But there are, of course, a lot of developers affected by this.

What Does That Mean For Most Email Warm-Up Tools?

Because so many warm-up tools and services relied on API, warm-up tools and additions to outreach tools are currently being shut down throughout the space.

With Google and Gmail owning 30% market share of business and personal emails, no one wants to step on their toes by relying on their API for their email warm-up tool.

Better to simply shut down what is sometimes regarded as a cumbersome additional service by outreach tools.

What about email warm up tools exclusively?

Decisions have been made in the past few weeks about their future. Hence, the “email warm-up is dead” posts are mentioned at the beginning.

Of course, none of this is helpful for salespeople or marketers who use these tools or services to help them crack the code of email deliverability.

While there are manual steps you can take to fix or warm up your new or older email address or domain, there are still issues: how long it takes to warm up successfully or how to dig yourself out of the spam box.

Solutions to such problems now carry a huge question mark.

These tools did serve a purpose for those in the cold or mass emailing game.

Services such as GlockApps can help you identify and diagnose the issue. But the solution?

That takes more time and a lot of trial and error.

Email warm-up tools helped users halve this time from the beginning and served a particular purpose in the world of cold email.

But, with the new regulations, their business will essentially disappear unless they comply with Google’s requirements.

So what can be done?

Utilize a tool built with an alternative.
Improve your email deliverability with

Unfiltered is Built With IMAP

At Unfiltered, we’ve been creating our warm-up tool for a while.

Our development is taking its time because of all the additions and questions we want to make sure we account for.

It is being built by salespeople and marketers, all of whom have experience with the difficulty of navigating email deliverability. As such, we want to ensure we address all the frustrations we’ve encountered with warm-up and deliverability services.

From the very beginning, we’ve built our tool using IMAP, which stands for Internet Message Access Protocol.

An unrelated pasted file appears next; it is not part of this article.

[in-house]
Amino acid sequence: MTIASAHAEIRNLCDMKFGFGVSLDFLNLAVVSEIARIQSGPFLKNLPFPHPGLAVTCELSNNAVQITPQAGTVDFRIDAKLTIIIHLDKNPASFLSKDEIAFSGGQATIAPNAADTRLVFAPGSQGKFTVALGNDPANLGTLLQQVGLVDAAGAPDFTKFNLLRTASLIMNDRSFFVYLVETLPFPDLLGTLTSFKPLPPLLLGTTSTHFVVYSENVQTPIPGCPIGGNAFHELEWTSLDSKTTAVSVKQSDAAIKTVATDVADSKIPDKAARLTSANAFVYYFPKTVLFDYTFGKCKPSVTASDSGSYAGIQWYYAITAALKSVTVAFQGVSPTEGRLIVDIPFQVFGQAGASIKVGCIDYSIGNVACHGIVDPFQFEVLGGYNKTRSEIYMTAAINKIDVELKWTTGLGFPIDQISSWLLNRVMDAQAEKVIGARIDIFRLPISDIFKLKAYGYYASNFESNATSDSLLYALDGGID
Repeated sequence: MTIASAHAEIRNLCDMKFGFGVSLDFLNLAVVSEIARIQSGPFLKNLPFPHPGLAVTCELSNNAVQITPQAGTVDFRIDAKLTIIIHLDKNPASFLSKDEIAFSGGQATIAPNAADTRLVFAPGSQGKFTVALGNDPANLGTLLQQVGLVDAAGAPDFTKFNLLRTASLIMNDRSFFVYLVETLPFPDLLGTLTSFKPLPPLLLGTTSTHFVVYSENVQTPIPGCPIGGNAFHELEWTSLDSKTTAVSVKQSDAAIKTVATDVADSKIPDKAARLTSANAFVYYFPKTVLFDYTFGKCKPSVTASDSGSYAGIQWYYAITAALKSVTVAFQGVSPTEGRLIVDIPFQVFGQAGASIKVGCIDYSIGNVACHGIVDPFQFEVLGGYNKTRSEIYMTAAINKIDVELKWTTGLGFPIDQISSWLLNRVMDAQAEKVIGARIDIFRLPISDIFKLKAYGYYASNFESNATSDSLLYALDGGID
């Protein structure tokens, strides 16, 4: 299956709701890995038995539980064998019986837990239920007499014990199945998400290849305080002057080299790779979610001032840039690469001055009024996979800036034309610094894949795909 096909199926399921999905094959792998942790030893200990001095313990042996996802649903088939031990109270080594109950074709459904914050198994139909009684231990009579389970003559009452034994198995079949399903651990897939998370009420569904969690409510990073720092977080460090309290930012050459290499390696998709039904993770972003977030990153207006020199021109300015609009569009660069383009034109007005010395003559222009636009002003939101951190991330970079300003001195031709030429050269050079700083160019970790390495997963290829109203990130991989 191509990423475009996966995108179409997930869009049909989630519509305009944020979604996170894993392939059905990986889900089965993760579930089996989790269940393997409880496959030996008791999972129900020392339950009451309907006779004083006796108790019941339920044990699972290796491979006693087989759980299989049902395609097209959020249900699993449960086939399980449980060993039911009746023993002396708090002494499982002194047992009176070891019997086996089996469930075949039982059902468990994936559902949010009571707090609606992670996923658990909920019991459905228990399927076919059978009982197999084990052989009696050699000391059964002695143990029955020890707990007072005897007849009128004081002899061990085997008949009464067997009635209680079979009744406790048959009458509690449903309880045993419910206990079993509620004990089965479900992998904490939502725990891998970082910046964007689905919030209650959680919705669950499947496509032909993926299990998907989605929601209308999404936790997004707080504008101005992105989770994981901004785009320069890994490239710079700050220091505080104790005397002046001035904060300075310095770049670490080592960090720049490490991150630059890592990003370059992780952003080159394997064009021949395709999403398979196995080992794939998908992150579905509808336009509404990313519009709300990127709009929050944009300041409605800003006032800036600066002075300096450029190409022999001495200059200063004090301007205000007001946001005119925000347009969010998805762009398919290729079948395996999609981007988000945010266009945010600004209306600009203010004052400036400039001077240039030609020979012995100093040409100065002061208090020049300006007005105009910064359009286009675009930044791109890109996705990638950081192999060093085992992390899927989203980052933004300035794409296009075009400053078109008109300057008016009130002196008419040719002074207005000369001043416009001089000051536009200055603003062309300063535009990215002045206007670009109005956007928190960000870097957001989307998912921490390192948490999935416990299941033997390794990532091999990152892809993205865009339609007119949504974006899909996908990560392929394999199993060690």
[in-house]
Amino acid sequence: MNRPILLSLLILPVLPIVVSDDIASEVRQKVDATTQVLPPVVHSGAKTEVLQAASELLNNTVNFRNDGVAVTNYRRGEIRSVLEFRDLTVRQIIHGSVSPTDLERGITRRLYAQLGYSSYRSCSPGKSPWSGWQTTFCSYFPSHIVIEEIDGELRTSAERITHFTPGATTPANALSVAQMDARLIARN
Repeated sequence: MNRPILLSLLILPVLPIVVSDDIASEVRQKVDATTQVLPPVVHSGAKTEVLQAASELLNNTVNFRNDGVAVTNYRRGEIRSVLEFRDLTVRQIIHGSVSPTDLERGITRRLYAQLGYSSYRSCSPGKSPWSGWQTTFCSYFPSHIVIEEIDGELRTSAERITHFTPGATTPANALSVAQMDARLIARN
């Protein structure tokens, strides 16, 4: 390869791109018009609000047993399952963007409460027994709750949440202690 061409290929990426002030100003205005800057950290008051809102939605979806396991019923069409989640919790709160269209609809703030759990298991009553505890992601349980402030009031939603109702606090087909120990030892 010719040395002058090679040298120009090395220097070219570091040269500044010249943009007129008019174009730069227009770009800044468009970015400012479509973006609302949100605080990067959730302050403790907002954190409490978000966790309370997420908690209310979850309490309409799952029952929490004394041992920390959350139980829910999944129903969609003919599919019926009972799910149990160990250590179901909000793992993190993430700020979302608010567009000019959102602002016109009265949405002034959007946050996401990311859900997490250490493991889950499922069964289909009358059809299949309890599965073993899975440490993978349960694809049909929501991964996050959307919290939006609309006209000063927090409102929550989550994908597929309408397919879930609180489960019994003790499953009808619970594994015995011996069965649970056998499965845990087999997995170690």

This protocol allows users to download messages from an ESP’s servers to their computers.

At its base, the protocol allows users to access email messages via the Internet regardless of IP location, in multiple devices, and, in some cases, edit without Internet access. This also allows IP warming.

We decided to focus on IMAP and SMTP warm-up, which covered more of our needs to warm up as salespeople and marketers. And because it avoided reliance on the Gmail API.

This decision has now paid off, as long-term our warm-up tool will still be able to be used by users.

But at Unfiltered, we also offer an email deliverability service, which adds another layer of aid for our users.

Access to all our knowledge with email deliverability, which comes from years and years of experience in the world of cold email, at our customers' fingertips.

As we focused so heavily on sales, marketing, and cold email, our team is uniquely positioned and knowledgeable in the subject. We are not salespeople who have recently come across the idea of email deliverability – we have been aware for years.

Our users can use this service, the tool, or both. It is entirely up to them!


Email warm-up is not dead, and thinking otherwise would be a big mistake.

As the space becomes more regulated, so will the tools used. And this is okay.

But with the advent of new technologies that respond to these regulations, it is possible to continue your business as usual.

So don’t be scared – be smart.

Don’t want to lose out on a new tool to make your business run smoothly and efficiently.